Why every woman should do squats : Evewoman - The Standard
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Why every woman needs to do squats

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  • Most women have their own reasons for working out.
  • No matter the reasons, they need to incorporate this essential exercise in their programme. The exercise is the squat routine.

So what’s so good about squatting?

It is an important exercise because it is the ultimate functional workout. To understand this fully, ask yourself what’s more functional than being able to get off the toilet, out of a car, picking up kids, lifting heavy objects or standing from any seated position? These are some of the squat movements we do every day and a strong butt and legs makes all the difference. This is to say squatting exercises are great legs and butt builders.

Type of squatting variations

Barbell back squat:

Barbell back squat

This is deemed as the “king of exercise”. It’s terrific for building leg strength and toning the butt. As the name suggest, a bar is placed on the back just below the neck, with both hands holding the bar, legs slightly apart and your chest upright.

Squat slowly down and back up. Your knees should form 90 degrees to toe and at no point should the knees surpass the toes while exercising.

Kettlebell or Dumbbells Squats:

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Kettlebell or Dumbbells Squats

This type is good because it allows you to increase the weight of your squat without having to use a barbell. It also forces you to keep a tall torso in order to keep the bells in the proper position against your chest. It’s a very great option for women who just have a few weights at home. To do it, just squat the same way you do for barbell squat.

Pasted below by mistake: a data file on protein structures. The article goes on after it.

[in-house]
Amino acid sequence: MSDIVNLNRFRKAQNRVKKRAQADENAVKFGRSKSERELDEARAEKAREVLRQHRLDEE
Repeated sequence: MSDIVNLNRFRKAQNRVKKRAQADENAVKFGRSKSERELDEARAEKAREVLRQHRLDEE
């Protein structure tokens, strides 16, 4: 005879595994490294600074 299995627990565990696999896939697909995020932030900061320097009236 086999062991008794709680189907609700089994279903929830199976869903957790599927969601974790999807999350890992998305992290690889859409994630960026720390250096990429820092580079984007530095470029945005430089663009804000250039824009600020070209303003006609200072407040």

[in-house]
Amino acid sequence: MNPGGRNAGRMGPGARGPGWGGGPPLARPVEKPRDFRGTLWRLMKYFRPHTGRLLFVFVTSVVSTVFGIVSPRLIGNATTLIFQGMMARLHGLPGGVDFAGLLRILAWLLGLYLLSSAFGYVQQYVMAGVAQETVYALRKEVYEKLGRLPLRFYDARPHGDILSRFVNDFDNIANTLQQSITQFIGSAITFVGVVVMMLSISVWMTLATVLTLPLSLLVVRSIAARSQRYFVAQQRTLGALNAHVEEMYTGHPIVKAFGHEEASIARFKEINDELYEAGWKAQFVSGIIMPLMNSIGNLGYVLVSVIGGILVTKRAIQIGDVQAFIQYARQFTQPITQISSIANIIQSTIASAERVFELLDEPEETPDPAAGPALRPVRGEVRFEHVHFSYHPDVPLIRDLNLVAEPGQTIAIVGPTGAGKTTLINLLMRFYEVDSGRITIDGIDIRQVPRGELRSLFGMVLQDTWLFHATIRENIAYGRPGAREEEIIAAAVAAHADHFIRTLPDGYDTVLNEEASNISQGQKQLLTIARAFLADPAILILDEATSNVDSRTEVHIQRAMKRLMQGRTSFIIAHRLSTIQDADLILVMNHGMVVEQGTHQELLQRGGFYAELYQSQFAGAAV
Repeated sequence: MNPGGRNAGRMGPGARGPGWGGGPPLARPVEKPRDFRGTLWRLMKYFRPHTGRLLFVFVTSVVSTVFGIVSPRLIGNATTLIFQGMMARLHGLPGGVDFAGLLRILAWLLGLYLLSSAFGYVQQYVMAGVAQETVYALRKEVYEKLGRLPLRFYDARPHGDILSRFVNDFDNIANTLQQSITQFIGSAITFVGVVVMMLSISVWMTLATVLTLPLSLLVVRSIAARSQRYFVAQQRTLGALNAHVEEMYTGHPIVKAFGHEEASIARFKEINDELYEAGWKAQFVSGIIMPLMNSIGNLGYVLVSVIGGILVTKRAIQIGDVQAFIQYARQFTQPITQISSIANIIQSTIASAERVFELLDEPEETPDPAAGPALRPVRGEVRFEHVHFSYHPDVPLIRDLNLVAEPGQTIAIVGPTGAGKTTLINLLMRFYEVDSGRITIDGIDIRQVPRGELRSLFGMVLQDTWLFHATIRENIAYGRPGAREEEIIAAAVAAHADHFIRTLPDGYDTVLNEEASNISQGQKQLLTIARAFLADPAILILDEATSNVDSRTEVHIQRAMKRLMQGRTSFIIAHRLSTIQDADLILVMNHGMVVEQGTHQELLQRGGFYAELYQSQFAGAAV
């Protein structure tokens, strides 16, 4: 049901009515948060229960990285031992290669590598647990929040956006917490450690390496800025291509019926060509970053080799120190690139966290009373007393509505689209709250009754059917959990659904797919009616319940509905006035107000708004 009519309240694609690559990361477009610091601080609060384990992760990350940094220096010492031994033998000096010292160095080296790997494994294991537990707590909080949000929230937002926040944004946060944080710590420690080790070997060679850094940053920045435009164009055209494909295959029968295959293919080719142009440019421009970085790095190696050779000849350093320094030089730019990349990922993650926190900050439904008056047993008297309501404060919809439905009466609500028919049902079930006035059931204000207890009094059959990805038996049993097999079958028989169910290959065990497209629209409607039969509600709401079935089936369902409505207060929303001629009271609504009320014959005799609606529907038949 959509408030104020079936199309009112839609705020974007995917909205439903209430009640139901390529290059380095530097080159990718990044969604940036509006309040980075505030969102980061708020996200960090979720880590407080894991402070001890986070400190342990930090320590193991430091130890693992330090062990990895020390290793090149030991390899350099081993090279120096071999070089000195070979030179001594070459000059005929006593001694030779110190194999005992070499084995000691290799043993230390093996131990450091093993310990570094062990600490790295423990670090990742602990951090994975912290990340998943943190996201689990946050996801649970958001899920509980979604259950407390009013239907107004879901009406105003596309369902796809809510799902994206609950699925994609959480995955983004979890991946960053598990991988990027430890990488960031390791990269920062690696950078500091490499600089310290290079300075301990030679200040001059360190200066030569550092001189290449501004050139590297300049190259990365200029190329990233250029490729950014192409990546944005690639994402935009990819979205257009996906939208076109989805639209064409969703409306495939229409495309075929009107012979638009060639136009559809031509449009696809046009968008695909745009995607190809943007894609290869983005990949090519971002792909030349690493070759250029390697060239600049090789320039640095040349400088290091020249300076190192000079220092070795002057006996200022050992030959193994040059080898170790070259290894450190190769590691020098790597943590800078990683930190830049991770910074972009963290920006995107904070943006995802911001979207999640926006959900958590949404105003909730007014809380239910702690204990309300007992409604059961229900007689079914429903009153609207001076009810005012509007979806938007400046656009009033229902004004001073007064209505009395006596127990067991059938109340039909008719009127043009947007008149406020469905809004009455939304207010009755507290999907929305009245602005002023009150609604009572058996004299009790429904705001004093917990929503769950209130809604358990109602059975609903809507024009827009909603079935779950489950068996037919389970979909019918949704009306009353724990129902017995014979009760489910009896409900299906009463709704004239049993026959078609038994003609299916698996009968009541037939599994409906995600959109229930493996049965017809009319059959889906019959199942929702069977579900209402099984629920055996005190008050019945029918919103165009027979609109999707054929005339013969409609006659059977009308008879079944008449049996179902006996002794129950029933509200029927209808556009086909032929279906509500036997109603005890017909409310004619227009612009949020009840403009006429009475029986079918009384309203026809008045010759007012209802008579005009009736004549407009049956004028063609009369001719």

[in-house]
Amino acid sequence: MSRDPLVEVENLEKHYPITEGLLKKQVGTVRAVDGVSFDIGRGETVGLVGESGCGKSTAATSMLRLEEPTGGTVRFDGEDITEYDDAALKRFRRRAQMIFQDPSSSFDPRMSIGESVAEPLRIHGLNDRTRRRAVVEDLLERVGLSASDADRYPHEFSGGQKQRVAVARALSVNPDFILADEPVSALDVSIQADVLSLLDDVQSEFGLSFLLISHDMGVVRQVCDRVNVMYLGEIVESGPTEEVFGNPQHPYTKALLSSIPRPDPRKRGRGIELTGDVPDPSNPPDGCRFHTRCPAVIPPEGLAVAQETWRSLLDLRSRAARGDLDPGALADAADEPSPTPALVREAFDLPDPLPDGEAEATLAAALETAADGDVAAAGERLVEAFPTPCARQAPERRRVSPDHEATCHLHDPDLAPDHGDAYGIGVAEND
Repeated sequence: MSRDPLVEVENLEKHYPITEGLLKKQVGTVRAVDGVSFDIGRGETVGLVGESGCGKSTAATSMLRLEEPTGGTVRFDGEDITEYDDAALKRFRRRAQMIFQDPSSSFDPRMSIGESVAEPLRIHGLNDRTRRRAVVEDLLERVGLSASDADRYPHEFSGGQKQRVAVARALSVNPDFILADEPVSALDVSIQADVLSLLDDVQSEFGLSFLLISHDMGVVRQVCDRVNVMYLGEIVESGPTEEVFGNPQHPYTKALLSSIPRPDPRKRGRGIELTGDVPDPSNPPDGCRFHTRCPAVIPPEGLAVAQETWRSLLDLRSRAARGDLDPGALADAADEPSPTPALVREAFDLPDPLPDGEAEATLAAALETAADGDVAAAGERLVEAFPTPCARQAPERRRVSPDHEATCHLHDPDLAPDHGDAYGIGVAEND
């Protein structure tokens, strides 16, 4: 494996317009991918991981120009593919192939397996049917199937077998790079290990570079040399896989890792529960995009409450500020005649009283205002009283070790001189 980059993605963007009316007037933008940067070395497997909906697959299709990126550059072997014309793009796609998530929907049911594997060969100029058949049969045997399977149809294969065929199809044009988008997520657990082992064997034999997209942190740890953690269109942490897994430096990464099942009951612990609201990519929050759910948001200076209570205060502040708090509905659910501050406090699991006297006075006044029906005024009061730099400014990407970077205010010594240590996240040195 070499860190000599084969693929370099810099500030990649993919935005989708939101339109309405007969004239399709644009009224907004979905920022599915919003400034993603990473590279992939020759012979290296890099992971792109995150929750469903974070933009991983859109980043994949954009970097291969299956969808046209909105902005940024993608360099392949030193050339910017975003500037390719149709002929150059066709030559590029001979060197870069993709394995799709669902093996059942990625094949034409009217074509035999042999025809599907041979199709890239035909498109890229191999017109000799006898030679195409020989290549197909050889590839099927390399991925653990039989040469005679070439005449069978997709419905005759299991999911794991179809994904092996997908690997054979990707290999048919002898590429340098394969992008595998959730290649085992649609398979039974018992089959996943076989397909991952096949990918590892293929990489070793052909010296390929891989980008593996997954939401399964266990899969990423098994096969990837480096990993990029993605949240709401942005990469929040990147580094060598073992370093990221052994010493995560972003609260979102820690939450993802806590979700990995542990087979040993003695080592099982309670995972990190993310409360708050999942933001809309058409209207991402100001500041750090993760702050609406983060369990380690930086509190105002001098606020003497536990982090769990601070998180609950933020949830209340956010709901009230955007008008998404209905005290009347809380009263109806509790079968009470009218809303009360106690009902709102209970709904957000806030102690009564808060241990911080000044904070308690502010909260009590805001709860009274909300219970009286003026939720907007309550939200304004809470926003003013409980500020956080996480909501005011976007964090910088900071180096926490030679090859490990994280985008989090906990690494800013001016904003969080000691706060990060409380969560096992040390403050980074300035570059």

Eccentric Slow Paused Back Squat;

This type of squat is effective for ladies who want to push up their exercise and make it more challenging. It is also great for those interested in building maximum strength on the butt and legs because of the number of the pauses at the bottom end of the workout.
To do this, load a barbell with about 40 to 50 percent of your maximum weight. Then, lower yourself down for about 4 to 6 seconds, pause in the bottom for 3 seconds, then squat back up. By slowing down the lowering (eccentric) phase, you tend to focus on keeping your core tight and your form on point. The pause in the bottom position makes the movement much more challenging working your butt and legs more.

Box or Bench Squat;

If you are having trouble squatting below parallel, a bench or box allows you to correctly squat to your lowest possible depth. And as you progress over time, you need to keep lowering the box or the bench size until you can comfortably do without them or until you are at least several inches below parallel. Here you can use pretty much anything as weight -- from dumbbells, backpacks to water bottles. 

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